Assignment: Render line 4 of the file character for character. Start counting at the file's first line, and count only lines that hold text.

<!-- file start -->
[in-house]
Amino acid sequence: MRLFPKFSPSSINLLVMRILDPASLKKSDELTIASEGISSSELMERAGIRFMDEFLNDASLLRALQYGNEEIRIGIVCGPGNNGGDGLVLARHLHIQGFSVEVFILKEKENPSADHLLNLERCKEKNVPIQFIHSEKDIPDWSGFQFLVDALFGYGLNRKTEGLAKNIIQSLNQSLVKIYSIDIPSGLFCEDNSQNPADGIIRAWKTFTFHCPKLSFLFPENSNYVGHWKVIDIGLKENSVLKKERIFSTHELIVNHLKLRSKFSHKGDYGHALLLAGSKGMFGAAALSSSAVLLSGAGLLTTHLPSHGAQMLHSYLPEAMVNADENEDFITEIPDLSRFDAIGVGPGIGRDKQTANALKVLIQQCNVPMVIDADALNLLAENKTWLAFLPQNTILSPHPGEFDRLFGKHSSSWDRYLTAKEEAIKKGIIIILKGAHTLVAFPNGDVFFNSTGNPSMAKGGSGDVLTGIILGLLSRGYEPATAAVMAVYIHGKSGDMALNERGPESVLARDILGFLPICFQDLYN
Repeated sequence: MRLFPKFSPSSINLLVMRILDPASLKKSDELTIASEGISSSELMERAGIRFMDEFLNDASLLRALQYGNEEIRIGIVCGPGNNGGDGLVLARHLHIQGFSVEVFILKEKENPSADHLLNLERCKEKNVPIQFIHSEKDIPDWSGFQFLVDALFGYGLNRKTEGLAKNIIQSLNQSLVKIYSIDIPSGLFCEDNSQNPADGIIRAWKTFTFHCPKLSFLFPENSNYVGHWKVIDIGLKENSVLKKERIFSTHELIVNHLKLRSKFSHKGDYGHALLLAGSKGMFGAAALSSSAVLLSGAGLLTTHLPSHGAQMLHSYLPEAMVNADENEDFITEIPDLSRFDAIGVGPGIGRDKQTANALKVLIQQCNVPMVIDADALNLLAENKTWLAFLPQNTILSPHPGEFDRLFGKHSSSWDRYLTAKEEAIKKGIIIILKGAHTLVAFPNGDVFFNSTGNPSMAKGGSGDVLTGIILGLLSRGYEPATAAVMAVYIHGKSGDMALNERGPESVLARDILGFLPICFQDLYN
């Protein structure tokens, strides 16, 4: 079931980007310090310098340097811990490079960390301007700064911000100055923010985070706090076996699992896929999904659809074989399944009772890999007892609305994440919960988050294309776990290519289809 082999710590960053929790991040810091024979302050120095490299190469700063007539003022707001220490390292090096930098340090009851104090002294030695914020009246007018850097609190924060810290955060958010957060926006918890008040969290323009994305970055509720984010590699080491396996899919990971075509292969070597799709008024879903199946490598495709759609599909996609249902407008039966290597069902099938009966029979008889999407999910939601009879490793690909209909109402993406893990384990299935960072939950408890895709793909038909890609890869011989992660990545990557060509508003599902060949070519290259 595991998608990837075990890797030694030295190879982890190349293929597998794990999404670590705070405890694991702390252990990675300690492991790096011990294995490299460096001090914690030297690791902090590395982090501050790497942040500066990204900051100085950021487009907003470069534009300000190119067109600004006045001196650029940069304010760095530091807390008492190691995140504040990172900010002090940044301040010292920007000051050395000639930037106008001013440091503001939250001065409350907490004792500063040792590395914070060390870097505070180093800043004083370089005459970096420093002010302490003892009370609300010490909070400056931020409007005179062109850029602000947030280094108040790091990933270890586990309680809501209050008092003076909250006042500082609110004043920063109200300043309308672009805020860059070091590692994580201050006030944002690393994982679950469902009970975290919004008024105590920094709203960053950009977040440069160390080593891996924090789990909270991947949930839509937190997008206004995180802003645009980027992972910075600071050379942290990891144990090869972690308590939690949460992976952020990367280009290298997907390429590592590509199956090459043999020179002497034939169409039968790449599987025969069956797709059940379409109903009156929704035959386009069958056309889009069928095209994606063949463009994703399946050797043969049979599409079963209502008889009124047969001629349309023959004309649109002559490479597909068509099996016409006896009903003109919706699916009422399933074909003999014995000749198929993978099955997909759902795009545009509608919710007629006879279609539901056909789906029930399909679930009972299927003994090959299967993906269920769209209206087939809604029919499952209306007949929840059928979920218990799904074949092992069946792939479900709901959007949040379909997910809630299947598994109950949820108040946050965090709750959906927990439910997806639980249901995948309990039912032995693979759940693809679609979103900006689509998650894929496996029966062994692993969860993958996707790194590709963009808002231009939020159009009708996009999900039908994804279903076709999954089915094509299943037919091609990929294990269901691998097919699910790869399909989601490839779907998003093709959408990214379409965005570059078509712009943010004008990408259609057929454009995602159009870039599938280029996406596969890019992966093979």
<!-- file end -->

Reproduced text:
């Protein structure tokens, strides 16, 4: 079931980007310090310098340097811990490079960390301007700064911000100055923010985070706090076996699992896929999904659809074989399944009772890999007892609305994440919960988050294309776990290519289809 082999710590960053929790991040810091024979302050120095490299190469700063007539003022707001220490390292090096930098340090009851104090002294030695914020009246007018850097609190924060810290955060958010957060926006918890008040969290323009994305970055509720984010590699080491396996899919990971075509292969070597799709008024879903199946490598495709759609599909996609249902407008039966290597069902099938009966029979008889999407999910939601009879490793690909209909109402993406893990384990299935960072939950408890895709793909038909890609890869011989992660990545990557060509508003599902060949070519290259 595991998608990837075990890797030694030295190879982890190349293929597998794990999404670590705070405890694991702390252990990675300690492991790096011990294995490299460096001090914690030297690791902090590395982090501050790497942040500066990204900051100085950021487009907003470069534009300000190119067109600004006045001196650029940069304010760095530091807390008492190691995140504040990172900010002090940044301040010292920007000051050395000639930037106008001013440091503001939250001065409350907490004792500063040792590395914070060390870097505070180093800043004083370089005459970096420093002010302490003892009370609300010490909070400056931020409007005179062109850029602000947030280094108040790091990933270890586990309680809501209050008092003076909250006042500082609110004043920063109200300043309308672009805020860059070091590692994580201050006030944002690393994982679950469902009970975290919004008024105590920094709203960053950009977040440069160390080593891996924090789990909270991947949930839509937190997008206004995180802003645009980027992972910075600071050379942290990891144990090869972690308590939690949460992976952020990367280009290298997907390429590592590509199956090459043999020179002497034939169409039968790449599987025969069956797709059940379409109903009156929704035959386009069958056309889009069928095209994606063949463009994703399946050797043969049979599409079963209502008889009124047969001629349309023959004309649109002559490479597909068509099996016409006896009903003109919706699916009422399933074909003999014995000749198929993978099955997909759902795009545009509608919710007629006879279609539901056909789906029930399909679930009972299927003994090959299967993906269920769209209206087939809604029919499952209306007949929840059928979920218990799904074949092992069946792939479900709901959007949040379909997910809630299947598994109950949820108040946050965090709750959906927990439910997806639980249901995948309990039912032995693979759940693809679609979103900006689509998650894929496996029966062994692993969860993958996707790194590709963009808002231009939020159009009708996009999900039908994804279903076709999954089915094509299943037919091609990929294990269901691998097919699910790869399909989601490839779907998003093709959408990214379409965005570059078509712009943010004008990408259609057929454009995602159009870039599938280029996406596969890019992966093979």